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Automated analyses of innate olfactory behaviors in rodents.

Qiu Q, Scott A, Scheerer H, Sapkota N, Lee DK, Ma L, Yu CR - PLoS ONE (2014)

Bottom Line: Olfaction based behavioral experiments are important for the investigation of sensory coding, perception, decision making and memory formation.In this study, we describe a versatile and automated setup, "Poking-Registered Olfactory Behavior Evaluation System" (PROBES), which can be adapted to perform multiple olfactory assays.Using PROBES, we find odor detection thresholds are at lower concentrations in naïve animals than those determined by forced choice assays.

View Article: PubMed Central - PubMed

Affiliation: Stowers Institute for Medical Research, Kansas City, Missouri, United States of America.

ABSTRACT
Olfaction based behavioral experiments are important for the investigation of sensory coding, perception, decision making and memory formation. The predominant experimental paradigms employ forced choice operant assays, which require associative learning and reinforced training. Animal performance in these assays not only reflects odor perception but also the confidence in decision making and memory. In this study, we describe a versatile and automated setup, "Poking-Registered Olfactory Behavior Evaluation System" (PROBES), which can be adapted to perform multiple olfactory assays. In addition to forced choice assays, we employ this system to examine animal's innate ability for odor detection, discrimination and preference without elaborate training procedures. These assays provide quantitative measurements of odor discrimination and robust readouts of odor preference. Using PROBES, we find odor detection thresholds are at lower concentrations in naïve animals than those determined by forced choice assays. PROBES-based automated assays provide an efficient way of analyzing innate odor-triggered behaviors.

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PROBES based habituation/Dis-habituation Analysis of Innate Odor Preference.A&B) Bar plots of odor port investigation by a single animal (upper panel) and the average of NPI value for FU (A, 10 animals) or 2-MBA (B, 11 animals). Dashed lines indicate 100% of average NPI to mineral oil. Calculation of attraction and aversion indexes is indicated. C&D) Comparison of attraction(C) and aversion (D) indexes obtained by PROBES assay and 3-chamber assays. The p values of the tests are indicated. E) Comparison table of PROBES and 3-chamber methods for innate preference assays.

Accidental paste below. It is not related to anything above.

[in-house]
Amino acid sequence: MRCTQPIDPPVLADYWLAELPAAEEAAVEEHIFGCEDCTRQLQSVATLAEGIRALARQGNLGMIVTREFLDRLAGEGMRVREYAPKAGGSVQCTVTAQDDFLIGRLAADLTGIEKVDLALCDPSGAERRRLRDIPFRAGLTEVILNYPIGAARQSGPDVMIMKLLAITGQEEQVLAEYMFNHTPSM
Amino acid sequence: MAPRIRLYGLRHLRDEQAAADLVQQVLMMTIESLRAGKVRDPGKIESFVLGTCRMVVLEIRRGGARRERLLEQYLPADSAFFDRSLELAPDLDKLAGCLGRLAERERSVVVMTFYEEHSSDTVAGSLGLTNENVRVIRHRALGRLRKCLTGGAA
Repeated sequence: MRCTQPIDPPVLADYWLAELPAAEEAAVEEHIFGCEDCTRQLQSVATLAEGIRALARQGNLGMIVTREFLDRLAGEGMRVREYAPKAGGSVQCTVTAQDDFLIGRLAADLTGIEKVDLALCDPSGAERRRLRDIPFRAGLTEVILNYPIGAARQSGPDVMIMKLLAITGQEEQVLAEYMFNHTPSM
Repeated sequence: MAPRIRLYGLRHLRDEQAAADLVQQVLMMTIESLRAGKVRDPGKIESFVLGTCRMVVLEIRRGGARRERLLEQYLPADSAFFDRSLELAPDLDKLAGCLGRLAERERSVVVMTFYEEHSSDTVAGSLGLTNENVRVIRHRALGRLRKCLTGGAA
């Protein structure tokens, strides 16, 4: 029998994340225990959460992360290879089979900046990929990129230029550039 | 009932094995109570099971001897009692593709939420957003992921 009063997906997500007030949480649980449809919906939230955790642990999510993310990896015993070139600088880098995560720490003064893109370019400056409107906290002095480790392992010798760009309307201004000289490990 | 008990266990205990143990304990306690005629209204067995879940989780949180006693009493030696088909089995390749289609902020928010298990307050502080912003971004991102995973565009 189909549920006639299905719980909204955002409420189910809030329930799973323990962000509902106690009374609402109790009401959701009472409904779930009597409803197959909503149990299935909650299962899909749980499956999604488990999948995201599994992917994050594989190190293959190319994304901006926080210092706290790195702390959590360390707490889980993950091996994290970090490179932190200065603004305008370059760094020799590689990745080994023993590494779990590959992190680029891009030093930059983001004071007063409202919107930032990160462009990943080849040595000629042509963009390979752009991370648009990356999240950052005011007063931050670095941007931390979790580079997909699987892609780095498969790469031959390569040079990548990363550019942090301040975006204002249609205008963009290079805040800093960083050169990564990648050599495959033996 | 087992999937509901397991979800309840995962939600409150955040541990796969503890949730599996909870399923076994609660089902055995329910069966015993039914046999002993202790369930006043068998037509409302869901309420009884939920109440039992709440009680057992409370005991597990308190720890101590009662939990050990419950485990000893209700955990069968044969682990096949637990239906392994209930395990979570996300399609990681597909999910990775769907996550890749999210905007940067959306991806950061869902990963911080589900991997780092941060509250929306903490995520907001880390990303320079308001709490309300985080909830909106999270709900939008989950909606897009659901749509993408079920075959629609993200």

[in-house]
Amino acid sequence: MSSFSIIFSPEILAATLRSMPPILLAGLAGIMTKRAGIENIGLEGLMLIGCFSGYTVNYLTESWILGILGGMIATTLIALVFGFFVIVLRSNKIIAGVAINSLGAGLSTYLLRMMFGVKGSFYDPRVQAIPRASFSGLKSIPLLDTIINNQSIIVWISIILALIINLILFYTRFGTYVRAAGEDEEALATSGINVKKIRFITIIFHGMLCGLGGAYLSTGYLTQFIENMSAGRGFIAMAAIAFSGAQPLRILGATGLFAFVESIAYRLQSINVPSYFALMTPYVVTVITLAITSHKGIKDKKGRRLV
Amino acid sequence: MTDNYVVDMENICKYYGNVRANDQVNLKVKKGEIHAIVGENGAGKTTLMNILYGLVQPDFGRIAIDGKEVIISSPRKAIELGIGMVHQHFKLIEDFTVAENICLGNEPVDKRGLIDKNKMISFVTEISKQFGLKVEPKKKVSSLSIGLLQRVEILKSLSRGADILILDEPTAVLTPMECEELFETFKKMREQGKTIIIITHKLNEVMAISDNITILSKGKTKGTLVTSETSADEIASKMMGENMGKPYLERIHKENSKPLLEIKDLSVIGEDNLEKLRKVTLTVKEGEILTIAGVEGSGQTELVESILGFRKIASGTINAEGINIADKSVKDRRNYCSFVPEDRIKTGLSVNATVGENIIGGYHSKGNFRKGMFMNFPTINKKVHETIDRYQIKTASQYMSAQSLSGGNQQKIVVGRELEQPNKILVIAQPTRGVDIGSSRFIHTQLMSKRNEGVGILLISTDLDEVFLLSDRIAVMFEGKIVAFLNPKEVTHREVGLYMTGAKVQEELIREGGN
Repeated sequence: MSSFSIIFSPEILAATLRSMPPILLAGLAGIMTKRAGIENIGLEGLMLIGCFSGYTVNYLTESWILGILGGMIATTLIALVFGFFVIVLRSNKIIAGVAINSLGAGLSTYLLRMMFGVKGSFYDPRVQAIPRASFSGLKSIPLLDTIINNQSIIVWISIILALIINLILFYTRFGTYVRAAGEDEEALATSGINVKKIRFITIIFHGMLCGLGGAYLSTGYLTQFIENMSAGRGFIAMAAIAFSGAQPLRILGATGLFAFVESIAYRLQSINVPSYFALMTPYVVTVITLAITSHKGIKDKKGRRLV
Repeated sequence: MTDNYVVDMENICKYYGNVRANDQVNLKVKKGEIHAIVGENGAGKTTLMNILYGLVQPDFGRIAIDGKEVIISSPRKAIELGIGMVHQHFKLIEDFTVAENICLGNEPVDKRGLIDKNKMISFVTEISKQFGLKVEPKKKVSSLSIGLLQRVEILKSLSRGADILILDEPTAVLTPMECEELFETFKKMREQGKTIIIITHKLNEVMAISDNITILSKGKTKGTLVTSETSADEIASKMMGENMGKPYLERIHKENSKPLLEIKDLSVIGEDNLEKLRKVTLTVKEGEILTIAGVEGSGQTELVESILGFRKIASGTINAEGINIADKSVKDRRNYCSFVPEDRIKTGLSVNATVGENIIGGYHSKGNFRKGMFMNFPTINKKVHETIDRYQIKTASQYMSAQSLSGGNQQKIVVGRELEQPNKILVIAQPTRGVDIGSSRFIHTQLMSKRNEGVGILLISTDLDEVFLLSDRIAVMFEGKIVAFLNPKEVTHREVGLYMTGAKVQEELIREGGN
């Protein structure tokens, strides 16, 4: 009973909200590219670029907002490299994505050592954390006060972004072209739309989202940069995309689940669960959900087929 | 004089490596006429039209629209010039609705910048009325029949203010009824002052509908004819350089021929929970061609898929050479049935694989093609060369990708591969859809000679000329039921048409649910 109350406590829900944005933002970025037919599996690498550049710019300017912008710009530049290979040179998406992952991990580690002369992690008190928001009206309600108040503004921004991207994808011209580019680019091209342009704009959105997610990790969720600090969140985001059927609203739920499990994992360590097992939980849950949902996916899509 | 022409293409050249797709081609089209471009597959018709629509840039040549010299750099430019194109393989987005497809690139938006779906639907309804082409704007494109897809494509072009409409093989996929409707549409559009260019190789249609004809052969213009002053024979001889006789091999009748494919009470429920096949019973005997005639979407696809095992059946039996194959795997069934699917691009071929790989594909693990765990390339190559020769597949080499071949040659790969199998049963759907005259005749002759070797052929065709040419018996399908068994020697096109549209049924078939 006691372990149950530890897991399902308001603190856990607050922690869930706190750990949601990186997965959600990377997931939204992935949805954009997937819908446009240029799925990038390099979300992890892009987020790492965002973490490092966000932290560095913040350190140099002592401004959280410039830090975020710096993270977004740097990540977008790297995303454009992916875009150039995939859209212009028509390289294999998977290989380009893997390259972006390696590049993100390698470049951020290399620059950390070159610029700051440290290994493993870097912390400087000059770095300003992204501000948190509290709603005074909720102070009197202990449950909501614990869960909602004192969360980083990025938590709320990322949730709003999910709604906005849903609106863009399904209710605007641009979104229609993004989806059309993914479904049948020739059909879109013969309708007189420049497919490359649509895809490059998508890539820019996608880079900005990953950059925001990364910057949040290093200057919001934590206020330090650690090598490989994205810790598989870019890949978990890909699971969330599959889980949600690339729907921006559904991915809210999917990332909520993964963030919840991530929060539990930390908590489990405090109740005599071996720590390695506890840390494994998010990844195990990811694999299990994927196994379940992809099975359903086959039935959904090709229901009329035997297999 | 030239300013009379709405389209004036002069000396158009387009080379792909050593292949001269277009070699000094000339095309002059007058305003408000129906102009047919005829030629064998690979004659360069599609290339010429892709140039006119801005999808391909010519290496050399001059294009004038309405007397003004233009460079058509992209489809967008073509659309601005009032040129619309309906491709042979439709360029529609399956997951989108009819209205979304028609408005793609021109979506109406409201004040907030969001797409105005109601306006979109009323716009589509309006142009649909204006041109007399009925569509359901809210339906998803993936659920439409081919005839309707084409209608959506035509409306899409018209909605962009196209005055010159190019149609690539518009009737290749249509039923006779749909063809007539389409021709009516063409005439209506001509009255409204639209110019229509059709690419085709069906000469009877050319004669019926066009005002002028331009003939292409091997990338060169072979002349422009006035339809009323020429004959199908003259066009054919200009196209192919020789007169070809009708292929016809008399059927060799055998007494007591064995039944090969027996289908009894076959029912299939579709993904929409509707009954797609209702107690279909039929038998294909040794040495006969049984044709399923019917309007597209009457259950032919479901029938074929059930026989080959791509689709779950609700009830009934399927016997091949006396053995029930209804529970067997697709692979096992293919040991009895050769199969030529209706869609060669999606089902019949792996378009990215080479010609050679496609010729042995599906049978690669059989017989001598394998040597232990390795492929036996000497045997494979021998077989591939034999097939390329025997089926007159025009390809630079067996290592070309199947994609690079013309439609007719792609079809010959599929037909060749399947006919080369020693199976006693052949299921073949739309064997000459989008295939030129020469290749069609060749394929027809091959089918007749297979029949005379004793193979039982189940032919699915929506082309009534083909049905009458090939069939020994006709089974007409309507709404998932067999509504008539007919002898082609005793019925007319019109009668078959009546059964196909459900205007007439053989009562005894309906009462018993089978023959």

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pone-0093468-g009: PROBES based habituation/Dis-habituation Analysis of Innate Odor Preference.A&B) Bar plots of odor port investigation by a single animal (upper panel) and the average of NPI value for FU (A, 10 animals) or 2-MBA (B, 11 animals). Dashed lines indicate 100% of average NPI to mineral oil. Calculation of attraction and aversion indexes is indicated. C&D) Comparison of attraction(C) and aversion (D) indexes obtained by PROBES assay and 3-chamber assays. The p values of the tests are indicated. E) Comparison table of PROBES and 3-chamber methods for innate preference assays.

Mentions: We reasoned that the inherent variability in the three-chamber assay degraded the signal. We then explored the possibility of using a single chamber PROBES to examine the innate odor preference in a habituation/dis-habituation assay (Figure 9). Presentation of mouse urine elicited a significant increase in investigation (Figure 9A). In contrast, 2-MBA incited only a slight increase in investigation when first presented. Surprisingly, in subsequent 2-MBA sessions, the mice appeared to avoid approaching the odor port (Figure 9B). These observations indicated that ΔNPI value could be used to evaluate both attraction and aversion. Therefore, we calculated the Attraction Index by subtracting the NPI of last trial of mineral oil from the first trial of test odor (Figure 9A). Because aversion was better represented by the ΔNPI between the second odor presentation and final mineral oil control (Figure 9B), it was used as Aversion Index.